I know a man – let’s call him Henry – who was a fresh b-school graduate in the mid 1990s. Henry was young, smart and he wanted to make a lot of money. So he committed his life to a career in finance.
To succeed at a singular pursuit one must be smarter and harder working than the competition. So Henry chose a well worn path that included evenings and weekends at the office. Nobody faulted him for doing so. In fact, his dedication earned him respect from friends, family and colleagues. This is a cultural phenomenon.
What do courtroom, cop, political and hospital TV dramas all have in common? The glamorization of work!
The competence of characters in these shows is frequently hoisted to heights unattainable to the average human. Normal people must split mental and physical capacity between kids, in-laws, leaky roofs and work. Clearly these characters have nothing else happening in their lives to distract from marathon research and preparatory sessions. Unrealistic, but this model is presented as an example to live by.
For the average person, characters in these dramas might be admirable, but not feasibly aspirational. If you’re like me, you show up to work Monday morning and spend 20 minutes trying to remember what it is you do all day. In between meetings and endless impromptu distractions I’m lucky if I can focus for more than 30 minutes in a row. Because of this, if I truly wanted to get ahead in the corporate world I’d need to work outside of regular business hours, when distractions are reduced.
Luckily, I’m over the corporate world. I paid my dues long ago. I don’t aspire to rise in the ranks any further so I get my shit done and leave. This is not to say I don’t create value. I create immense value by working hard and fast within standard business hours.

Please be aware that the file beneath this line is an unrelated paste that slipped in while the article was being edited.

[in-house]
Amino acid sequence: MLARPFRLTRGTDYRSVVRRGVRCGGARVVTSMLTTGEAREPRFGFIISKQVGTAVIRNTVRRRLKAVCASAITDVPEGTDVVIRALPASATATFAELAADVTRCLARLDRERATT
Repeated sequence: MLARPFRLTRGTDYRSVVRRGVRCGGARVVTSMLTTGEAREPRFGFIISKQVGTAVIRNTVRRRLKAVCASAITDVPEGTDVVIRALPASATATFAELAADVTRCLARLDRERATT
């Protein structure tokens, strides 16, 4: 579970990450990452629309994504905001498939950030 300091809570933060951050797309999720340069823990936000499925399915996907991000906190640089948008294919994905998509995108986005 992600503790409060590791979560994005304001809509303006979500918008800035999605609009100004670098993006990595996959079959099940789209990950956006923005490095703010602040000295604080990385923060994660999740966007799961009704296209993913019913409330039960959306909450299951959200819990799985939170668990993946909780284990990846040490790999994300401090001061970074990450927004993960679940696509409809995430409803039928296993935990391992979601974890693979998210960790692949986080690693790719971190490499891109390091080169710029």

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I worked evenings and weekends in the early years of my career. I studied, got several degrees and accreditations and worked my ass off to grow my career. I was young and new so I had to prove myself. Of course, at that time I had no kids to come home to.
My wake up call.
After my first child was born I was still working crazy hours. One night my wife reminded me that my child was only going to be young once and that I’d regret missing her milestones. That really shook me up. I suddenly realized that I had to purposefully make time for the other parts if my life if I wanted to truly flourish as a human being.
A rich life is made up of several parts that aren’t necessarily always operating at peak levels. I still work hard – I dedicate extra time to DumbWealth.com – but work is no longer my priority. Balance is my priority.
If I wanted to keep growing my career like my buddy Henry, I’d have to dedicate another 10 or 20 hours a week to my corporate overlords. This would require sacrifice. Henry learned this the hard way.
Throughout his life, Henry’s days and weeks consisted of breakfast meetings, working lunches, golfing, business travel and long days at the office. Even when he made it home to his wife and two children, he was preoccupied and distracted, slipping into his study to get ahead for the next day. Weekends and vacations were spent on the phone or laptop. Over a couple decades his status grew immensely and he earned a lot of money.
Henry was like a character out of a TV drama. The clothes, the cars, the vacations. His family had everything HE thought they could possibly want.